Twenty Police and Crime Commissioners have urged the Government to make the so-called zombie drug Spice a Class A drug.
In a letter to ministers, the Police chiefs branded the Spice epidemic the “most severe public health issue” the UK has faced in decades.
They called the Government’s current approach “woefully inadequate”, and said dealers should face more severe penalties.
Marc Jones, Police and Crime Commissioner for Lincolnshire, supported by 19 other signatories, demanded tougher action from the Home Office.
The letter said that, “the challenges faced by synthetic cannabinoid substances are an urgent public health issue”, with the police shouldering much of the burden.
Jones wrote: “Our concerns not only lie with the devastating effects spice has on its users but also the wider negative impacts felt by their families, communities and emergency services.”
He added: “The wide scale abuse of these debilitating drugs within towns, cities and even villages across the UK is one of the most severe public health issues we have faced in decades and presently the response to tackle the issue is woefully inadequate.”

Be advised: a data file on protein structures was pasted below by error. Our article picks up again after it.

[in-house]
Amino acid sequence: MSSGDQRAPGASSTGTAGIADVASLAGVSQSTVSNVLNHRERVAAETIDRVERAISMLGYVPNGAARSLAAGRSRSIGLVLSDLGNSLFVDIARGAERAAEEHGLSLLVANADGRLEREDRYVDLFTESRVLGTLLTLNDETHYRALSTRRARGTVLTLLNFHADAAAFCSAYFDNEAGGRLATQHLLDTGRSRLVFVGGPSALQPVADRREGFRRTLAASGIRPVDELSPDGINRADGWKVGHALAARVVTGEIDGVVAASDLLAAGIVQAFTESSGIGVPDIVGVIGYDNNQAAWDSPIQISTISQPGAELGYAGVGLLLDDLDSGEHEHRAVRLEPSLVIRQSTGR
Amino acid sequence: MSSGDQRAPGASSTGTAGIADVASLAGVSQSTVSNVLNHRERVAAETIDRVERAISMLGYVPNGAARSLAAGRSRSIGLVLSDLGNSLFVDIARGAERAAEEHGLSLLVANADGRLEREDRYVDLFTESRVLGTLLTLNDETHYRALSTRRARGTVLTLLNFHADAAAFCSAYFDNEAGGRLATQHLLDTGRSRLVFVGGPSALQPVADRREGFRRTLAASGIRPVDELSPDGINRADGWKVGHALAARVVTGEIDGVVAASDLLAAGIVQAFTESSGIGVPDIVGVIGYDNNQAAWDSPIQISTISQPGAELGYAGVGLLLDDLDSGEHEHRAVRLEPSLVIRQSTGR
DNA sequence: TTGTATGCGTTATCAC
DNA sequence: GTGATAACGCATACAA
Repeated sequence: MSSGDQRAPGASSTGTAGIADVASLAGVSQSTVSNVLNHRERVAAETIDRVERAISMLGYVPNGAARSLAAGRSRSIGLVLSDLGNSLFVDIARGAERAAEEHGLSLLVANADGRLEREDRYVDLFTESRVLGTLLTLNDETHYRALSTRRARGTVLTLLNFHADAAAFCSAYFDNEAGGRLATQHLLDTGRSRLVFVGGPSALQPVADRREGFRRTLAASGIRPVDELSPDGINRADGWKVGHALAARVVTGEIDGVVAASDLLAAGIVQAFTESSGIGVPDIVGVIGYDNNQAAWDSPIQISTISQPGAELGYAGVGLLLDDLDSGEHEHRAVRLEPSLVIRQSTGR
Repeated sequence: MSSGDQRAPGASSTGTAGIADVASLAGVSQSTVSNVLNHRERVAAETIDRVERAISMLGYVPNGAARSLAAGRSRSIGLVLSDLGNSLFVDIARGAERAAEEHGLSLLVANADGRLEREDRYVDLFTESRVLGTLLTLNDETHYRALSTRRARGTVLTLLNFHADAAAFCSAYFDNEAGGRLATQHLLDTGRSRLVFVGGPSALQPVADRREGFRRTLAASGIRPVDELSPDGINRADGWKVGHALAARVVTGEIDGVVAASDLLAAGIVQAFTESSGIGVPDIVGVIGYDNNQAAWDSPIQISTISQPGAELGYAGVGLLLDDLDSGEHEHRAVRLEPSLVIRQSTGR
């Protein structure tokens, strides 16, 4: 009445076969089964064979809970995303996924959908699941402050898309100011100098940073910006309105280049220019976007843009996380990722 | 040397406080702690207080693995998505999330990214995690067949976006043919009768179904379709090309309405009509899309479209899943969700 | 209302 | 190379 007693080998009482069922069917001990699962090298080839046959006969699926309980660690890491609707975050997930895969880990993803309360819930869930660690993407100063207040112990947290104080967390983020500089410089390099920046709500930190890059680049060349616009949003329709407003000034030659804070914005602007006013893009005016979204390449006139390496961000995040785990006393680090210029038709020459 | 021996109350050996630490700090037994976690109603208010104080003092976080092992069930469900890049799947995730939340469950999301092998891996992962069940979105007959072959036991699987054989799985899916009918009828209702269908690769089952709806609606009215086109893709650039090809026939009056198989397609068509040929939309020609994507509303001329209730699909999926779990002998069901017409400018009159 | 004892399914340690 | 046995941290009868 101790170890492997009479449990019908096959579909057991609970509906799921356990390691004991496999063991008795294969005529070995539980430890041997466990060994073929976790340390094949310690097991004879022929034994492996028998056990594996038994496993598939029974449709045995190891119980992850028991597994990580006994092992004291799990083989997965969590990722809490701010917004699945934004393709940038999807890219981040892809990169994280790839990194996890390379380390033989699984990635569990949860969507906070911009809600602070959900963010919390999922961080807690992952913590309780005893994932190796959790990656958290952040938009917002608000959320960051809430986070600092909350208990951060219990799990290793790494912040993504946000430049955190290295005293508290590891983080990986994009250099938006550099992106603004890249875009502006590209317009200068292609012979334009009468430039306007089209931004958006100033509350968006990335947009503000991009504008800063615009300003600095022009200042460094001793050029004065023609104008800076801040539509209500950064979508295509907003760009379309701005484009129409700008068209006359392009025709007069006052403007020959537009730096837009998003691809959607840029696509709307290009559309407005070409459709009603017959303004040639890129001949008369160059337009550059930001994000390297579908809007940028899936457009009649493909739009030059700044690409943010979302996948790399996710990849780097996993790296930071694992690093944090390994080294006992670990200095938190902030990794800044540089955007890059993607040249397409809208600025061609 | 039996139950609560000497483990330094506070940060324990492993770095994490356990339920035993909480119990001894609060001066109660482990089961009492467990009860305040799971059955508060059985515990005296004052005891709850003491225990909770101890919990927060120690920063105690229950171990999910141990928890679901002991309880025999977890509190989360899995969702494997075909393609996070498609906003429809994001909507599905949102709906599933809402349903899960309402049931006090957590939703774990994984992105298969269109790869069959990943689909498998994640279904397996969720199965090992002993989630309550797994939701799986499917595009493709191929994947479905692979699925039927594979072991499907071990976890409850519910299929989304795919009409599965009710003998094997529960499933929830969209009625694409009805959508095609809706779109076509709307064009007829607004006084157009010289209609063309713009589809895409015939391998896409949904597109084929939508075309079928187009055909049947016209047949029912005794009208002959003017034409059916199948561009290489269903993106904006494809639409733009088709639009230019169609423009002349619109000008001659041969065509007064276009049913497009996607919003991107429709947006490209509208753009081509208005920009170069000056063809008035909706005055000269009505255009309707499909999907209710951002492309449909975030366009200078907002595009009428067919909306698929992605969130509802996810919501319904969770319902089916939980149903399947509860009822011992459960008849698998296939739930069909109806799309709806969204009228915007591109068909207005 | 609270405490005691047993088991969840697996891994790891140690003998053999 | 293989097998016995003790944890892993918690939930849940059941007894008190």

Upgrading Spice to Class A would place it alongside cocaine and heroin as a drug likely to cause the most serious harm.
Prison chiefs have warned that jails are saturated by the drug, and the NHS has described the epidemic as “beyond crisis point”.
A Home Office spokesman said it recognised how dangerous drugs such as Spice can be, but after having graded the drug Class B in December 2016, there were no plans to upgrade it at present.